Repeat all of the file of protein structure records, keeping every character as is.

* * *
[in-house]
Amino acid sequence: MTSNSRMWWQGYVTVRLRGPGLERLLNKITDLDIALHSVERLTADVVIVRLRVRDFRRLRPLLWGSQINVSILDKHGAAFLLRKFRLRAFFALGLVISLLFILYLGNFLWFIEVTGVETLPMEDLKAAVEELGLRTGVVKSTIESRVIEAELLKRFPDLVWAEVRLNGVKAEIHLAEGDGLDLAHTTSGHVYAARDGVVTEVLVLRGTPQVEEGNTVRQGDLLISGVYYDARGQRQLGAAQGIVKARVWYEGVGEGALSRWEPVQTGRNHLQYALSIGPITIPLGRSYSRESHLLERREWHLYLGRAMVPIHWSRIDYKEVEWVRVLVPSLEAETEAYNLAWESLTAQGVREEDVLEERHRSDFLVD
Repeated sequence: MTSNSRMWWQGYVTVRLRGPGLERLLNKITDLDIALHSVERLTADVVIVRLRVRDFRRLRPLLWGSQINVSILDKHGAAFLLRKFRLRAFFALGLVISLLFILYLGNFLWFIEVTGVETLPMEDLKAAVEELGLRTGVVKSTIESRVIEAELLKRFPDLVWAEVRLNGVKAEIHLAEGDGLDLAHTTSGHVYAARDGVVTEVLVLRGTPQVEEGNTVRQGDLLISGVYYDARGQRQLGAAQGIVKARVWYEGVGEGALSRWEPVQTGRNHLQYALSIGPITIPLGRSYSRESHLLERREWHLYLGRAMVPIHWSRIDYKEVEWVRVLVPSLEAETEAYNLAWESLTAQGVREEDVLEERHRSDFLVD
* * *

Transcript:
[in-house]
Amino acid sequence: MTSNSRMWWQGYVTVRLRGPGLERLLNKITDLDIALHSVERLTADVVIVRLRVRDFRRLRPLLWGSQINVSILDKHGAAFLLRKFRLRAFFALGLVISLLFILYLGNFLWFIEVTGVETLPMEDLKAAVEELGLRTGVVKSTIESRVIEAELLKRFPDLVWAEVRLNGVKAEIHLAEGDGLDLAHTTSGHVYAARDGVVTEVLVLRGTPQVEEGNTVRQGDLLISGVYYDARGQRQLGAAQGIVKARVWYEGVGEGALSRWEPVQTGRNHLQYALSIGPITIPLGRSYSRESHLLERREWHLYLGRAMVPIHWSRIDYKEVEWVRVLVPSLEAETEAYNLAWESLTAQGVREEDVLEERHRSDFLVD
Repeated sequence: MTSNSRMWWQGYVTVRLRGPGLERLLNKITDLDIALHSVERLTADVVIVRLRVRDFRRLRPLLWGSQINVSILDKHGAAFLLRKFRLRAFFALGLVISLLFILYLGNFLWFIEVTGVETLPMEDLKAAVEELGLRTGVVKSTIESRVIEAELLKRFPDLVWAEVRLNGVKAEIHLAEGDGLDLAHTTSGHVYAARDGVVTEVLVLRGTPQVEEGNTVRQGDLLISGVYYDARGQRQLGAAQGIVKARVWYEGVGEGALSRWEPVQTGRNHLQYALSIGPITIPLGRSYSRESHLLERREWHLYLGRAMVPIHWSRIDYKEVEWVRVLVPSLEAETEAYNLAWESLTAQGVREEDVLEERHRSDFLVD